A heat pump is a highly efficient way to both heat and cool your apartment or house — and reduce your carbon emissions, too.

If you visit the state of Maine on a cold winter day, you might hear the whirring of heaters. But there’s something special about most of these heaters: they aren’t boilers or furnaces. Because Maine doesn’t have a solid natural gas infrastructure (making gas expensive), people are encouraged to use heat pumps, which provide heat in the winter and AC in the summer. Best of all, these heat pumps can help to substantially reduce individuals’ carbon footprints.

If you’re an avid follower of climate change news and you’re trying to make your lifestyle more sustainable, you probably know that about 20 percent of fuel emissions in the U.S. come from private cars and trucks. One of the best things you can do to lessen your carbon footprint is to get rid of your car or switch to an electric vehicle. But this swap can be tough, especially because electric vehicles are still expensive and the options are limited.


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That’s why we’re talking about Maine’s trendy heat pumps — they’re another option you can consider if you want to reduce your carbon footprint in everyday life. By many estimates, nearly 20 percent of fossil fuel emissions in the U.S. come from heating residential spaces, and most of that heat comes from boilers that heat water or furnaces that transfer heat to air using natural gas. That’s no small number. So it stands to reason that switching from using a gas furnace or boiler, and choosing an electric heat pump instead, could make a meaningful difference in reducing the greenhouse gas emissions that cause climate change.

A 2021 study from the University of Michigan found that 32 percent of U.S. households would also benefit economically from installing a heat pump, and 70 percent could reduce their emissions. Some reports show that installing a heat pump can reduce emissions by 45 percent per household over 10 years (saving more than 2 tonnes of carbon emissions per home per year). Installing a heat pump also saves households about $800 per year, on average, compared to other heating and cooling systems.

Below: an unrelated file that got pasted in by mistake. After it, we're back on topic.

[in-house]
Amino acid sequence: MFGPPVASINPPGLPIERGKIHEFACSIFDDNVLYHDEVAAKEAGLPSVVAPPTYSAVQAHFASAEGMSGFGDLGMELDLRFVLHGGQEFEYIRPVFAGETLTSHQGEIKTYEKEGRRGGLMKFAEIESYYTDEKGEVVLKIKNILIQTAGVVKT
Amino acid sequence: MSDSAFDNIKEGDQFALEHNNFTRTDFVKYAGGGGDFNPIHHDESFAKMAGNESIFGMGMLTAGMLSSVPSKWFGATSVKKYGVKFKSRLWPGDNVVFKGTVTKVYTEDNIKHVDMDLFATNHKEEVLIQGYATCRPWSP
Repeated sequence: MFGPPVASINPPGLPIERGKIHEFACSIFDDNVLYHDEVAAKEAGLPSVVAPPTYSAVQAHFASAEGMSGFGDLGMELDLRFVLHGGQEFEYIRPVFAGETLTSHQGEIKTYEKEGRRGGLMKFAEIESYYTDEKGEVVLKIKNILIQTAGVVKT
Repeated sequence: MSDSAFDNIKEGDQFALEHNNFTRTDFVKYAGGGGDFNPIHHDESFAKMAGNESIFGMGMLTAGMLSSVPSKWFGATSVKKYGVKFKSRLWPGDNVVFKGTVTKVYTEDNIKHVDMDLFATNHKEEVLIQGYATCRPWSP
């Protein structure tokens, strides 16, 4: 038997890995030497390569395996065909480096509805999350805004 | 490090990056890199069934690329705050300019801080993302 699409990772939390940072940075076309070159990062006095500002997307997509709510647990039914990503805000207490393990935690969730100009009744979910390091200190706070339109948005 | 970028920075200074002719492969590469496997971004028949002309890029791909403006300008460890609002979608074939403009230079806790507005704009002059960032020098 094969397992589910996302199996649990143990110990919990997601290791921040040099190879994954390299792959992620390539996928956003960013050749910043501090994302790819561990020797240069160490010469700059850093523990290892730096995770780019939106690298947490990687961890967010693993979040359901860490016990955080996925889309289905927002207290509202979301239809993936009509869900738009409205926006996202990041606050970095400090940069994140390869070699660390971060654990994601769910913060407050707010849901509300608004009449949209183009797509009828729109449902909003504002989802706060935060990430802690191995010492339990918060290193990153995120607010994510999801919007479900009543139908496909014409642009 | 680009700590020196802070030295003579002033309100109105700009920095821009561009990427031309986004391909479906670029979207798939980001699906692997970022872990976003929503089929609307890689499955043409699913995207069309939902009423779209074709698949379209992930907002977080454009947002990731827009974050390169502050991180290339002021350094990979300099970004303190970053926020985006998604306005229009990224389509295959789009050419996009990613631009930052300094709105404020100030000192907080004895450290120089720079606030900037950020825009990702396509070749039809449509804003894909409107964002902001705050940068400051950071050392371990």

“We also ought to clean up the grid as fast as possible. If we commit to doing that, our previous studies show that heat pumps can reduce environmental and human health harms virtually everywhere in the country,” study author Parth Vaishnav says.

There are two kinds of heat pumps: ground source, or geothermal, and air source. Air source pumps use the air outside of your home as the source for heat in the winter, and the destination for heat in the summer. They’re usually cheaper to install. Geothermal, or ground-source pumps, require piping into the ground, but they can be cheaper for homeowners over the long haul because they rely on the temperature of the ground, which is fairly constant and predictable.


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You probably already have a few devices in your house that use this heat pump technology. Both a refrigerator and an air conditioner move heat from one place to another by converting refrigerant from liquid to gas and back again. Fridges and AC units pump heat in reverse — meaning they can only move heat in one direction, and they make air cold. Heat pumps, however, can heat homes in the winter and cool them in the summer because they can move heat in two directions, both cold and hot. Win-win!

Heat pumps have been around for a while, but recently, companies have worked to make them more efficient and affordable. States like Maine have started to offer state-sponsored rebates (including one that offers a $1,500 rebate on heat pumps), which has encouraged widespread adoption. More than 60,000 heat pumps have been sold to Mainers in the past seven years.

Still, convincing people to install heat pumps instead of the typical heating system is tricky, especially in places where natural gas doesn’t cost much. But as these devices become more streamlined — companies like San Francisco startup Gradient are designing heat pumps that could shrink the carbon footprint for heating and cooling by a whopping 75 percent — prices will likely drop.


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“We realized that air conditioning is an important public health need,” Vince Romanin, CEO of Gradient, told Fast Company. “And we realized that we’re in kind of a vicious cycle where today’s systems are really high carbon emissions and growing in use. It doesn’t have to be this way — technology exists to make heating and cooling systems that don’t have high carbon emissions. The company’s here to break this cycle, and make products that allow you to be cool and comfortable without heating the planet.”

If you’re interested in making this switch, check to see if your state offers rebates for heat pump installations. You’ll want to make sure your home is efficient by fixing air leaks, which will allow you to use your heat pump throughout the winter. You also may want to consider contacting an HVAC professional to make sure the pump you buy is sized appropriately for your home — they can also help you choose between a geothermal and air source pump.

If you want to shrink your carbon footprint, heat pumps are a huge flex. They’re both a money saver and they reduce emissions, plus they can help to both heat and cool your house. And as more and more states offer rebates for heat pump installation, this may become one of the easiest actions yet for combatting emissions on an individual level. 

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